The present invention generally relates to bicycles, and particularly to bicycle forks that are designed to dampen vibrations.
Bicycles include a frame that receives two wheels and supports a seat for supporting the rider and handlebars for allowing the rider to steer the bicycle. The frame includes a main frame and a front fork that rotates relative to the main frame to allow steering and control of the bicycle.
During a bicycle ride, the rider will often encounter bumps or uneven road conditions that cause vibrations. Many of these vibrations will travel through the wheels and the frame to the seat and handlebars. From the seat and handlebars, the vibrations can pass into the rider's torso and arms. These vibrations can be uncomfortable to the rider.
The present invention provides a bicycle fork assembly designed to reduce the transfer of vibrations to the rider. This is accomplished by providing a damping member (e.g., made of a molded elastomer) that completely surrounds the outer surface of a fork member (e.g., a fork tube). Preferably, the damping member is in tension when mounted on the fork member such that the damping member compresses the fork member to thereby reduce transmission of vibrations through the fork. In addition, the fork member can be provided with a necked portion that receives the damping member. Preferably, the damping member is positioned closer to the fork tip than to the fork crown.
BRIEF DESCRIPTION OF THE DRAWINGS
The damping member can comprise two portions having different colors, durometers, and densities. Preferably, the damping member is formed separate from the fork member, and subsequently slid onto the outer surface of the fork member. Alternatively, the damping member could be molded in place on the fork member.
The detailed description particularly refers to the accompanying figures in which:
FIG. 1 is a side view of a bicycle including a front fork embodying the present invention;
FIG. 2 is an enlarged perspective view of the front fork of FIG. 1;
FIG. 3 is an enlarged exploded view of front fork of FIG. 2;
FIG. 4 is an enlarged side view of the front fork of FIG. 1.
FIG. 5 is an enlarged section view taken along line 5-5 of FIG. 4 and showing a damping member mounted on a fork tube;
FIG. 6 is a perspective view of the damping member of FIG. 3;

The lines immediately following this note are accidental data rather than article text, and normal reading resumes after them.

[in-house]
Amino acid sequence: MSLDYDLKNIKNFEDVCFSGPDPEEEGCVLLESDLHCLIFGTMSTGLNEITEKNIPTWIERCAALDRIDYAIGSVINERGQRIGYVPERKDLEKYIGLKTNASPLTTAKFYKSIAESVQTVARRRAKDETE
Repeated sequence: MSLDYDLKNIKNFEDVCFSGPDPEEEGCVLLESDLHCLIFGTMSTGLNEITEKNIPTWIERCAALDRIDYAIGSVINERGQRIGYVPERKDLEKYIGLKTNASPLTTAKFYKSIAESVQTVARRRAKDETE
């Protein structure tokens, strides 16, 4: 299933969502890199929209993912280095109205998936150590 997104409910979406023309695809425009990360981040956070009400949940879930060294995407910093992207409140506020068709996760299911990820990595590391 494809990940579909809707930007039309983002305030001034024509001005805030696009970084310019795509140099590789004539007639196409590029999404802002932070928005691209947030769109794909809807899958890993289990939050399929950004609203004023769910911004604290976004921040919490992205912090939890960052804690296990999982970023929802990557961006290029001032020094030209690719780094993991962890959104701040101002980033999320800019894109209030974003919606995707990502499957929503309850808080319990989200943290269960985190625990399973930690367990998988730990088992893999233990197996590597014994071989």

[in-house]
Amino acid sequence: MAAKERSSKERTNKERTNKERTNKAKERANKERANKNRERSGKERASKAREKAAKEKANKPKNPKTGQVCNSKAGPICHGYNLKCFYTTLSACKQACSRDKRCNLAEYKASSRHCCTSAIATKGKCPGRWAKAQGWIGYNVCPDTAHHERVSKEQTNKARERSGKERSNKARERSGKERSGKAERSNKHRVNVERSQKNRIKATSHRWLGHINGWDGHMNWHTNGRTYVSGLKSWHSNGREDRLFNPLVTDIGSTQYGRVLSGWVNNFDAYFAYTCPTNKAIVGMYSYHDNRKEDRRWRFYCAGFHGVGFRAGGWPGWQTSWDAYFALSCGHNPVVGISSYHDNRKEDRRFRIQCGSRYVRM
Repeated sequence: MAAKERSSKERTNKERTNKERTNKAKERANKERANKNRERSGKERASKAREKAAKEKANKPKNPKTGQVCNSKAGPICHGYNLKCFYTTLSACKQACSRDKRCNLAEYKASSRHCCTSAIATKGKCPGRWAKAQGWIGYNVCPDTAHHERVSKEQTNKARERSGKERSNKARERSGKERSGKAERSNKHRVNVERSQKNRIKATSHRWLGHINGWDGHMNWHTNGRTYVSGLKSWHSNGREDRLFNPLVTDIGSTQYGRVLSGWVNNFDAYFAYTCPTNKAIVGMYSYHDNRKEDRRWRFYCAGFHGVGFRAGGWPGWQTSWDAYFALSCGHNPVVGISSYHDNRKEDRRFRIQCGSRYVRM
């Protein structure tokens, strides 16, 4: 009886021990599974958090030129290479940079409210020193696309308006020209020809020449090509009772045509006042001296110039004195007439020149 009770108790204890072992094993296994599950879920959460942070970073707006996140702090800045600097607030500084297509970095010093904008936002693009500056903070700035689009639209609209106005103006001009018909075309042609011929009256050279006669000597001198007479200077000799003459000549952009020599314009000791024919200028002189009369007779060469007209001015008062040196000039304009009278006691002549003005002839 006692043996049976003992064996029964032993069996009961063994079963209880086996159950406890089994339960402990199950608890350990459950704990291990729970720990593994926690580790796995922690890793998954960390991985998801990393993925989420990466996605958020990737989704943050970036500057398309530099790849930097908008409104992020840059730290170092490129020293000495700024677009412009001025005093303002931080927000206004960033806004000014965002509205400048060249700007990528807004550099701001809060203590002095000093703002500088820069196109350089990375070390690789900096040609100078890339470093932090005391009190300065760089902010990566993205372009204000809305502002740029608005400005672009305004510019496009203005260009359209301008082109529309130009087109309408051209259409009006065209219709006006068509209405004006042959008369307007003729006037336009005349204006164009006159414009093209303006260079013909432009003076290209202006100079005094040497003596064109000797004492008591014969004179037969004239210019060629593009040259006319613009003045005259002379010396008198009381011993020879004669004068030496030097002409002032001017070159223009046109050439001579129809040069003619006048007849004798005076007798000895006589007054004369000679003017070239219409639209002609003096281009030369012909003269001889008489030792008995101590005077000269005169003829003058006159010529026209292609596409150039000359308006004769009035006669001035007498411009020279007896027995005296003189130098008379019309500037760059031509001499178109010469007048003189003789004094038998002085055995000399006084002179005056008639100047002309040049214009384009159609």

FIG. 7 is side view of an alternative construction of a front fork;
FIG. 8 is an enlarged perspective view of the damping member of FIG. 7; and
FIG. 9 is an enlarged section view taken along line 9-9 of FIG. 7 and showing a damping member mounted on a fork tube.
- DETAILED DESCRIPTION OF THE DRAWINGS
Before any embodiments of the invention are explained, it is to be understood that the invention is not limited in its application to the details of construction and the arrangements of components set forth in the following description or illustrated in the following drawings. The invention is capable of other embodiments and of being practiced or of being carried out in various ways. Also, it is to be understood that the phraseology and terminology used herein is for the purpose of description and should not be regarded as limiting. The use of “including,” “comprising,” or “having” and variations thereof is meant to encompass the items listed thereafter and equivalence thereof as well as additional items. The terms “connected,” “coupled,” and “mounted” and variations thereof are used broadly and encompass direct and indirect connections, couplings, and mountings.
FIG. 1 illustrates a bicycle 10 including a frame assembly 15 embodying the present invention. The frame assembly 15 includes a main frame 20 and a front fork 25. The main frame 20 supports a seat 30 and a rear wheel 35, and the front fork 25 supports a handlebar 40 and a front wheel 45. A rider sits on the seat 30 and pedals the bicycle 10 to rotate the rear wheel 35 and propel the bicycle 10, as is well known in the art. The front fork 25 passes through a portion of the main frame 20 and pivotally supports the front wheel 45 so that the rider is able to steer the bicycle 10. A stem 50 is attached to, or is formed as part of, the front fork 25 and facilitates the attachment of the handlebar 40 to the fork 25. It should be noted that the bicycle 10 shown in FIG. 1 is but one example of a bicycle suited to use with the present invention. As such, the present invention should not be limited to the illustrated example.
Referring to FIGS. 2-5, the front fork 25 includes frame members in the form of two fork tubes 55 and has an axle-to-crown length (L) of about 370 mm. Each fork tube 55 includes a necked portion 60 (see FIGS. 3 and 5) having a depth of about 1.5 mm recessed inward relative to the outer surface of the adjacent fork tube 55. Each necked portion 60 receives a damping member 65 designed to reduced vibrations traveling from the front wheel 45 to the handlebar 40. As shown in FIG. 1, the damping member 65 is positioned closer to the fork tip 66 than to the fork crown 68.